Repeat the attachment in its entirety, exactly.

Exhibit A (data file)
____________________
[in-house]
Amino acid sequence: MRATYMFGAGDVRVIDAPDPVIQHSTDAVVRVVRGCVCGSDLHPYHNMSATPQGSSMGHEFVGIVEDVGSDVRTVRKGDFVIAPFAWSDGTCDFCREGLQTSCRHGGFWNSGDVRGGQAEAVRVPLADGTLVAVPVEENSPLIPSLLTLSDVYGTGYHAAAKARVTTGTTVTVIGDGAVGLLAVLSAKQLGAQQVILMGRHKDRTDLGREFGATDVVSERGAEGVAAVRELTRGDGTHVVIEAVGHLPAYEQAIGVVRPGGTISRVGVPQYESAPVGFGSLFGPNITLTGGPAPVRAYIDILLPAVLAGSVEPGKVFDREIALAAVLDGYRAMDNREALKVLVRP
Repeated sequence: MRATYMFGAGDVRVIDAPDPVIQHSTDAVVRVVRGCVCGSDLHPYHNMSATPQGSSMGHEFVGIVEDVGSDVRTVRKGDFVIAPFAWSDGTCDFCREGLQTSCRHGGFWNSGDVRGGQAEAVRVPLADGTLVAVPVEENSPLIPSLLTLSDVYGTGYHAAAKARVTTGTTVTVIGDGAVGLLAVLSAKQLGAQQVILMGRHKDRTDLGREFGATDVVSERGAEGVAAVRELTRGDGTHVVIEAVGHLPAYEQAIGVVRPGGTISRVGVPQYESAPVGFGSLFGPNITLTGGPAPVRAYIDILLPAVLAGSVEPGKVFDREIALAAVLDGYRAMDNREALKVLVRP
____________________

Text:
[in-house]
Amino acid sequence: MRATYMFGAGDVRVIDAPDPVIQHSTDAVVRVVRGCVCGSDLHPYHNMSATPQGSSMGHEFVGIVEDVGSDVRTVRKGDFVIAPFAWSDGTCDFCREGLQTSCRHGGFWNSGDVRGGQAEAVRVPLADGTLVAVPVEENSPLIPSLLTLSDVYGTGYHAAAKARVTTGTTVTVIGDGAVGLLAVLSAKQLGAQQVILMGRHKDRTDLGREFGATDVVSERGAEGVAAVRELTRGDGTHVVIEAVGHLPAYEQAIGVVRPGGTISRVGVPQYESAPVGFGSLFGPNITLTGGPAPVRAYIDILLPAVLAGSVEPGKVFDREIALAAVLDGYRAMDNREALKVLVRP
Repeated sequence: MRATYMFGAGDVRVIDAPDPVIQHSTDAVVRVVRGCVCGSDLHPYHNMSATPQGSSMGHEFVGIVEDVGSDVRTVRKGDFVIAPFAWSDGTCDFCREGLQTSCRHGGFWNSGDVRGGQAEAVRVPLADGTLVAVPVEENSPLIPSLLTLSDVYGTGYHAAAKARVTTGTTVTVIGDGAVGLLAVLSAKQLGAQQVILMGRHKDRTDLGREFGATDVVSERGAEGVAAVRELTRGDGTHVVIEAVGHLPAYEQAIGVVRPGGTISRVGVPQYESAPVGFGSLFGPNITLTGGPAPVRAYIDILLPAVLAGSVEPGKVFDREIALAAVLDGYRAMDNREALKVLVRP